Woody Internship at the Getty: Week 3

Forays into Museum Exhibitions

This week started off with a bang–the exhibition opening of Unruly Nature: The Landscapes of Theodore Rousseau. Rousseau was a prominent artist of the Barbizon School, which arose out of the Romantic movement in the mid-19th century, who painted, as one can guess, landscapes.

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One of my favorite pieces in the exhibit

The opening consisted of a staff preview, press preview and dinner reception. I got in at noon to help Danielle checking on the set up for the reception in the Main Entrance Hall and create signs for the check-in table and various other locations. The exhibition was open for staff members in the afternoon, and I took the opportunity to walk through in relative solitude. Rousseau’s paintings contain a beautiful melancholy in them, and I found his ability to capture atmosphere, particularly at dusk, the most impressive aspect of his work. His depictions of deep forests and grand oaks had a Grimm’s fairytale quality to them, that I also loved. After the press preview we got ready for guests to arrive for the main reception. Guests included certain Getty employees, Trust and Board members and other “important people in the art world.” I helped check in guests along with VSAs. After most of the guests had arrived, I had some time to mingle and head back over to the galleries with Tony, where we had a fun time discussing different pieces and chatting with various “Getty people” we ran into.

The next two days I worked with Shannon on two external events, which were fairly similar. AMDA and FAPE came onsite for a luncheon and tours of some of our exhibits with their respective curators. While the actual “event” part of the program was rather standard–greeting and escorting guests–what was really interesting for me was the opportunity to piggyback on the tours provided by the curators and get a fascinating glimpse into the conceptions behind the exhibitions. The first day I accompanied a group from the Art Museum Development Association who went through a tour of the Dunhuang Caves. Despite having been here for over a month, I still hadn’t seen this part of the exhibit, but I’d say it was well worth the wait. There are three replica caves housed in a large pavilion on the arrival plaza that contain beautiful recreations of the wall paintings, sculptures and statues of the actual Dunhuang Caves. I was able to ask one of the curators, Julia Grimes, about how they came up with the three-part exhibition–the caves, 3-D Immersive video and traditional gallery–and she explained that the curators really wanted to bring to life the experience of entering these caves since the actual caves are deep in the desert and tourism is limited in order to control humidity levels.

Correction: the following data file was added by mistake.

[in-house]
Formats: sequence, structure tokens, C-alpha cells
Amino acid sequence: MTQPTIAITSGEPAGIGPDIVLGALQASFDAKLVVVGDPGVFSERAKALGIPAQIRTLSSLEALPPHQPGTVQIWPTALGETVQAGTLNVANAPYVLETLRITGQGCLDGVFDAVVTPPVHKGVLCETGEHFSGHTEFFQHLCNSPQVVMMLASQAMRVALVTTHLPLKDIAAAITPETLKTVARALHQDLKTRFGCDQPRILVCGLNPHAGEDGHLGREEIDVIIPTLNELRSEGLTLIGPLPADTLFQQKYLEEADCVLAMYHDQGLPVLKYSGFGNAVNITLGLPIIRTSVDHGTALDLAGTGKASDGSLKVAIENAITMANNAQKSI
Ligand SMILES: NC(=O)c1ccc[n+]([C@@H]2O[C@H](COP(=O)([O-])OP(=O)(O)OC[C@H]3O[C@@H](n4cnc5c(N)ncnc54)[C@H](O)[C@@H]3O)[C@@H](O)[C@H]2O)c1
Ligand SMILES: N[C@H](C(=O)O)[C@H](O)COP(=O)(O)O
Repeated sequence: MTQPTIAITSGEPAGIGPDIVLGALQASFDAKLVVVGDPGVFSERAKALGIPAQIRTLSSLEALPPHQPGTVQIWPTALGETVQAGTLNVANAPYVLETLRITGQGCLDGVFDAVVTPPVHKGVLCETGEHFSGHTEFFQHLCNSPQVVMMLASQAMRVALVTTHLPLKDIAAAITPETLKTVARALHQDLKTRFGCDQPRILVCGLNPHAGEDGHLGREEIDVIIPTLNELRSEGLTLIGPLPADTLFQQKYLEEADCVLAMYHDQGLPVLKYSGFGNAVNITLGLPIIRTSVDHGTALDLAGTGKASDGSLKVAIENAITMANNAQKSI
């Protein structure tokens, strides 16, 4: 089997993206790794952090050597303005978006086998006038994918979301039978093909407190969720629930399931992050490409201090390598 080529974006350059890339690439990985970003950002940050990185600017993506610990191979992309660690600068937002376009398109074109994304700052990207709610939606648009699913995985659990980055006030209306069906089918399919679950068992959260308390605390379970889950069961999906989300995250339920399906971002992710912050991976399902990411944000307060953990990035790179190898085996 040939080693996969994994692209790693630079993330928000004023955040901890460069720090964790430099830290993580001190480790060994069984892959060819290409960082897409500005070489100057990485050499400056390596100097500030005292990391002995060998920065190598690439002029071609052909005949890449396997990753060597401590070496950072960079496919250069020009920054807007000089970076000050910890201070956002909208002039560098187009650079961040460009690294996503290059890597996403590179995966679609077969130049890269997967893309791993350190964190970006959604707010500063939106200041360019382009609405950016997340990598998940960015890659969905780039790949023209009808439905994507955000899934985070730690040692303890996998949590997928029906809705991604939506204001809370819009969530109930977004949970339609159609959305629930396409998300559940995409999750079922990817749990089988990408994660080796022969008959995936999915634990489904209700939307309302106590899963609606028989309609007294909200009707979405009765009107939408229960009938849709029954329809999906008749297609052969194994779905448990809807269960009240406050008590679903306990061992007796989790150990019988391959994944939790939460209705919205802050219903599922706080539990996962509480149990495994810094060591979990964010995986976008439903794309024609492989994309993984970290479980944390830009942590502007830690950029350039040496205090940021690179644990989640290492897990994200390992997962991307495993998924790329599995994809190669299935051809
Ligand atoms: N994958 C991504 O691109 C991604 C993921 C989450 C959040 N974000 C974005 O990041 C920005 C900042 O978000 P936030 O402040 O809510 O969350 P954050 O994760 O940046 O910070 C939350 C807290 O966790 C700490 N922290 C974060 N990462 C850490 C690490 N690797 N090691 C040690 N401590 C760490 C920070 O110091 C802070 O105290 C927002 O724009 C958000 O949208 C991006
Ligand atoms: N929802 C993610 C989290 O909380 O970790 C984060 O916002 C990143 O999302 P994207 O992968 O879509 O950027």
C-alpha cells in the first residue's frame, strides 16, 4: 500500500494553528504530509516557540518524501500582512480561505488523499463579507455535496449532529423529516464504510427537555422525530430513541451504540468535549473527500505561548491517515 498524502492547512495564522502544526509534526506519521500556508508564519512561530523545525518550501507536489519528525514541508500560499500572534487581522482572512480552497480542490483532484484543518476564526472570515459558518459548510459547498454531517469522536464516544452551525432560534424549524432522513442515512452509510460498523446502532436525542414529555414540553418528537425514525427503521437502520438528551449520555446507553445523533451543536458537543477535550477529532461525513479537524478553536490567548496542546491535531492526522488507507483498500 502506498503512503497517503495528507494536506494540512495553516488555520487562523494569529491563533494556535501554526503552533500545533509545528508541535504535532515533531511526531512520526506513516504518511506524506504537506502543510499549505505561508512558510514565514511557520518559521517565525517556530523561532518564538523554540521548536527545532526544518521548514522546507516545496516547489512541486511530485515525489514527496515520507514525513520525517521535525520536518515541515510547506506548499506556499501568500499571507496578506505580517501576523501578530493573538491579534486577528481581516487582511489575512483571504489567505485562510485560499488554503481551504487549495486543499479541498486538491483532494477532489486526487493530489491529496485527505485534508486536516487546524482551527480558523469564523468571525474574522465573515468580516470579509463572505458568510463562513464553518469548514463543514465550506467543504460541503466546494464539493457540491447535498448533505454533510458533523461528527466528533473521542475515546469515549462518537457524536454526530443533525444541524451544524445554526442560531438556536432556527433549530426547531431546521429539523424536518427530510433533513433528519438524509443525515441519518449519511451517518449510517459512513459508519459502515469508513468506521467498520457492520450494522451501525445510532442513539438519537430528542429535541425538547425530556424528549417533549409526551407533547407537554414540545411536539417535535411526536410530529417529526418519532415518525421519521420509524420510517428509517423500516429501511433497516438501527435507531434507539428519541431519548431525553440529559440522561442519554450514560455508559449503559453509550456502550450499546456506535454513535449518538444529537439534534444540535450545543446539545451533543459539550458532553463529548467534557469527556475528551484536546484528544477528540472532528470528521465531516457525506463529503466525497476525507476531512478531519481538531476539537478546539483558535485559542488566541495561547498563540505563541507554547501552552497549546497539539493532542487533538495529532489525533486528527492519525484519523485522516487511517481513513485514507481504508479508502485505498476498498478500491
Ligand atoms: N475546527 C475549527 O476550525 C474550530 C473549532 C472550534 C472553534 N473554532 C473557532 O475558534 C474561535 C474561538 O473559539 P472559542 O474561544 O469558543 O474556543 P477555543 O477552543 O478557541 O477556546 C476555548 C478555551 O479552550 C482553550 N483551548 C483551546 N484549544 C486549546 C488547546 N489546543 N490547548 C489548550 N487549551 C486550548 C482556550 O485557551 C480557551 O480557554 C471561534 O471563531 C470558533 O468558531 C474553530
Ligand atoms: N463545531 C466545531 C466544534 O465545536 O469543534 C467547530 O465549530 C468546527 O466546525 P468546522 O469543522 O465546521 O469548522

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Interior of one of the caves

The next day a group from the Foundation for Art and Preservation in Embassies arrived to tour both the Dunhuang Caves and the Robert Mapplethorpe: The Perfect Medium Exhibition. Mapplethorpe was a photographer who worked in the later half of the 20th century, depicting male and female nudes, celebrity portraits, still-lifes, and most controversially, the underground BDSM scene of New York in the late 60s and early 70s. The curator, Paul Martineau, led us through the exhibit, discussing the life and art of Mapplethorpe and the design of the exhibit. It’s not necessary to elaborate upon the details of what Martineau’s decisions were, they wouldn’t mean much unless one was actually viewing the exhibit, but suffice it to say that Martineau’s decisions were deeply thoughtful and showcased the power that the design of an exhibit can have, what kind of story is told through the positioning of each art piece. One example that particularly highlights this is the decision Martineau made in where he placed the X Portfolio–his collection of BDSM photographs. He consciously decided not to showcase the X Portfolio at the start of the exhibit for shock value, but instead, placed it at the very end in a discreet waist-high case. In doing so, the viewer approaches this portfolio having gained an understanding of Mapplethorpe’s artistry and vision that can be applied to these final images. Moreover, placing them in a case requires the viewer to consciously decide to look at them, or avoid them, rather than seeing them by chance.

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One of Mapplethorpe’s most famous self-portraits

I rounded out the week by setting up for, and listening to, a lecture on the development of the Theodore Rousseau exhibition by one of its curators, Scott Allen. It was very interesting to hear about the “thesis” he wanted to put forth about this artist and how he chose the paintings for the exhibit, which ranged from the purely aesthetic and artistic reasons–which paintings best supported his thesis–to the more practical–which museums would loan him items and whether they fit into his budget. This week has been exciting to get a glimpse behind the galleries and exhibits and into the minds of the people who create and curate them. Curating was what got me interested in museums in the first place, and could be a potential career path for me, so I was glad to get more of an understanding of how our current exhibitions were developed.